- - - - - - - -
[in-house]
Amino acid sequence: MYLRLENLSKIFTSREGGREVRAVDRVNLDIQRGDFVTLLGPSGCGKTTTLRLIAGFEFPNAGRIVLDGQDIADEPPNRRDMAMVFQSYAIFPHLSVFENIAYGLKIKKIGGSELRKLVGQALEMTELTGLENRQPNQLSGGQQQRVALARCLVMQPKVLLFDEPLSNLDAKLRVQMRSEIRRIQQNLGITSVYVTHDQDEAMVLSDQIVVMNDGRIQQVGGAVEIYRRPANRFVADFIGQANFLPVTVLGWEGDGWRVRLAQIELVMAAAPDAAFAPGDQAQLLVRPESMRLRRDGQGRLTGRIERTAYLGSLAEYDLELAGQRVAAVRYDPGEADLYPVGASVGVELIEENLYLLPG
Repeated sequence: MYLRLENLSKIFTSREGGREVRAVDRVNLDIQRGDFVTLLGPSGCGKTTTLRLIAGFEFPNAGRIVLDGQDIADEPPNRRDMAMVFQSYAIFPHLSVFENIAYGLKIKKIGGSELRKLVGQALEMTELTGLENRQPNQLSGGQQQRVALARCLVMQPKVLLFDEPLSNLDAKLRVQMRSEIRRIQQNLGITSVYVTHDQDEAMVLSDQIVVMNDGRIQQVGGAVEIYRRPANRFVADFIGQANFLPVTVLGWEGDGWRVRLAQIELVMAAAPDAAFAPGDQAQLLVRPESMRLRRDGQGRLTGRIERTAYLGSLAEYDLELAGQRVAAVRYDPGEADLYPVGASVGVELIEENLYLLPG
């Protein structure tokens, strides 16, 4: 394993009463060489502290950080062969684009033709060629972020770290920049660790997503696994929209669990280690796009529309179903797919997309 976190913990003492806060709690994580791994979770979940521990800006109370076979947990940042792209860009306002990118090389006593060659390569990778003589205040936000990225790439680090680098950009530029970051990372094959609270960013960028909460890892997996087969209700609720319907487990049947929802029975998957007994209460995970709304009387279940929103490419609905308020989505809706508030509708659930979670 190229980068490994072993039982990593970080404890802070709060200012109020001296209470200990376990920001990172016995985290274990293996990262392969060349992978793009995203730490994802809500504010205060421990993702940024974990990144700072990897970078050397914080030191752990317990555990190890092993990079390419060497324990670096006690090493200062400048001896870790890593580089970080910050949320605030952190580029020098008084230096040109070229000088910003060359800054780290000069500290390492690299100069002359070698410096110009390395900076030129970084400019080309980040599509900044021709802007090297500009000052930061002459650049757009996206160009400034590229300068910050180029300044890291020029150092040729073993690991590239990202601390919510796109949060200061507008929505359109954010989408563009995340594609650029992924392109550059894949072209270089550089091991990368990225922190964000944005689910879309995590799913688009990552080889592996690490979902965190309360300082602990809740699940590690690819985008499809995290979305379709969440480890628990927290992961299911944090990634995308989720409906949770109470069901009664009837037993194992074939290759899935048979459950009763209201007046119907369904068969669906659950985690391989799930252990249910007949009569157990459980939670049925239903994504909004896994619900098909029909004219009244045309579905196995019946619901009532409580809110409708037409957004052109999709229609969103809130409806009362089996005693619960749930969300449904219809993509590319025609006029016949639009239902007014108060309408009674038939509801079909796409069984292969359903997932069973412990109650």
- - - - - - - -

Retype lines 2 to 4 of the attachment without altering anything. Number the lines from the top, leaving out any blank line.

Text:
Amino acid sequence: MYLRLENLSKIFTSREGGREVRAVDRVNLDIQRGDFVTLLGPSGCGKTTTLRLIAGFEFPNAGRIVLDGQDIADEPPNRRDMAMVFQSYAIFPHLSVFENIAYGLKIKKIGGSELRKLVGQALEMTELTGLENRQPNQLSGGQQQRVALARCLVMQPKVLLFDEPLSNLDAKLRVQMRSEIRRIQQNLGITSVYVTHDQDEAMVLSDQIVVMNDGRIQQVGGAVEIYRRPANRFVADFIGQANFLPVTVLGWEGDGWRVRLAQIELVMAAAPDAAFAPGDQAQLLVRPESMRLRRDGQGRLTGRIERTAYLGSLAEYDLELAGQRVAAVRYDPGEADLYPVGASVGVELIEENLYLLPG
Repeated sequence: MYLRLENLSKIFTSREGGREVRAVDRVNLDIQRGDFVTLLGPSGCGKTTTLRLIAGFEFPNAGRIVLDGQDIADEPPNRRDMAMVFQSYAIFPHLSVFENIAYGLKIKKIGGSELRKLVGQALEMTELTGLENRQPNQLSGGQQQRVALARCLVMQPKVLLFDEPLSNLDAKLRVQMRSEIRRIQQNLGITSVYVTHDQDEAMVLSDQIVVMNDGRIQQVGGAVEIYRRPANRFVADFIGQANFLPVTVLGWEGDGWRVRLAQIELVMAAAPDAAFAPGDQAQLLVRPESMRLRRDGQGRLTGRIERTAYLGSLAEYDLELAGQRVAAVRYDPGEADLYPVGASVGVELIEENLYLLPG
């Protein structure tokens, strides 16, 4: 394993009463060489502290950080062969684009033709060629972020770290920049660790997503696994929209669990280690796009529309179903797919997309 976190913990003492806060709690994580791994979770979940521990800006109370076979947990940042792209860009306002990118090389006593060659390569990778003589205040936000990225790439680090680098950009530029970051990372094959609270960013960028909460890892997996087969209700609720319907487990049947929802029975998957007994209460995970709304009387279940929103490419609905308020989505809706508030509708659930979670 190229980068490994072993039982990593970080404890802070709060200012109020001296209470200990376990920001990172016995985290274990293996990262392969060349992978793009995203730490994802809500504010205060421990993702940024974990990144700072990897970078050397914080030191752990317990555990190890092993990079390419060497324990670096006690090493200062400048001896870790890593580089970080910050949320605030952190580029020098008084230096040109070229000088910003060359800054780290000069500290390492690299100069002359070698410096110009390395900076030129970084400019080309980040599509900044021709802007090297500009000052930061002459650049757009996206160009400034590229300068910050180029300044890291020029150092040729073993690991590239990202601390919510796109949060200061507008929505359109954010989408563009995340594609650029992924392109550059894949072209270089550089091991990368990225922190964000944005689910879309995590799913688009990552080889592996690490979902965190309360300082602990809740699940590690690819985008499809995290979305379709969440480890628990927290992961299911944090990634995308989720409906949770109470069901009664009837037993194992074939290759899935048979459950009763209201007046119907369904068969669906659950985690391989799930252990249910007949009569157990459980939670049925239903994504909004896994619900098909029909004219009244045309579905196995019946619901009532409580809110409708037409957004052109999709229609969103809130409806009362089996005693619960749930969300449904219809993509590319025609006029016949639009239902007014108060309408009674038939509801079909796409069984292969359903997932069973412990109650």